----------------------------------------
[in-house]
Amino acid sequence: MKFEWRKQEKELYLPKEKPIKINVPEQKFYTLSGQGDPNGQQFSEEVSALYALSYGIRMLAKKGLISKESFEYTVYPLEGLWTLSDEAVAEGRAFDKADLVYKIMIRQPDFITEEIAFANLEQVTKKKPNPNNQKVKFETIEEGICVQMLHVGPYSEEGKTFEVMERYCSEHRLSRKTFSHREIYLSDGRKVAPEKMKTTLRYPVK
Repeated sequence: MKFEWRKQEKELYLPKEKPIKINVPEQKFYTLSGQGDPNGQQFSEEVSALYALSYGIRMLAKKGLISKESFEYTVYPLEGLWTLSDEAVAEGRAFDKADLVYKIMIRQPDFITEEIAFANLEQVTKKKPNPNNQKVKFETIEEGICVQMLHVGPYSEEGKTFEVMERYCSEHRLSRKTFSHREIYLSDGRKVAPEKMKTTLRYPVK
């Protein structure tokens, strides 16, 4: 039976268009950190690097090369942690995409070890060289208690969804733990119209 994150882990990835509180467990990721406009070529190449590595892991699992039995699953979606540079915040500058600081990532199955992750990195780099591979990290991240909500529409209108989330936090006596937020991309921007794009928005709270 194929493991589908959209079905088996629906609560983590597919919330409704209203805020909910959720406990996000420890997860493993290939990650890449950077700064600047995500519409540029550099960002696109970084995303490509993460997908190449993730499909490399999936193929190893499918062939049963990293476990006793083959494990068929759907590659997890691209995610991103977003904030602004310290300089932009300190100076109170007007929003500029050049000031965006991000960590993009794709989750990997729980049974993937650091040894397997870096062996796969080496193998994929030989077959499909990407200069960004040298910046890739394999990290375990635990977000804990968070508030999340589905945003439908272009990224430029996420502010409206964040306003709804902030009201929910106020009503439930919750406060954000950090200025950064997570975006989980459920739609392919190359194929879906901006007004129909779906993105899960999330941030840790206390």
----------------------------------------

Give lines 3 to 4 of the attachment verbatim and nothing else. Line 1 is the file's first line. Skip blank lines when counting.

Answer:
Repeated sequence: MKFEWRKQEKELYLPKEKPIKINVPEQKFYTLSGQGDPNGQQFSEEVSALYALSYGIRMLAKKGLISKESFEYTVYPLEGLWTLSDEAVAEGRAFDKADLVYKIMIRQPDFITEEIAFANLEQVTKKKPNPNNQKVKFETIEEGICVQMLHVGPYSEEGKTFEVMERYCSEHRLSRKTFSHREIYLSDGRKVAPEKMKTTLRYPVK
């Protein structure tokens, strides 16, 4: 039976268009950190690097090369942690995409070890060289208690969804733990119209 994150882990990835509180467990990721406009070529190449590595892991699992039995699953979606540079915040500058600081990532199955992750990195780099591979990290991240909500529409209108989330936090006596937020991309921007794009928005709270 194929493991589908959209079905088996629906609560983590597919919330409704209203805020909910959720406990996000420890997860493993290939990650890449950077700064600047995500519409540029550099960002696109970084995303490509993460997908190449993730499909490399999936193929190893499918062939049963990293476990006793083959494990068929759907590659997890691209995610991103977003904030602004310290300089932009300190100076109170007007929003500029050049000031965006991000960590993009794709989750990997729980049974993937650091040894397997870096062996796969080496193998994929030989077959499909990407200069960004040298910046890739394999990290375990635990977000804990968070508030999340589905945003439908272009990224430029996420502010409206964040306003709804902030009201929910106020009503439930919750406060954000950090200025950064997570975006989980459920739609392919190359194929879906901006007004129909779906993105899960999330941030840790206390």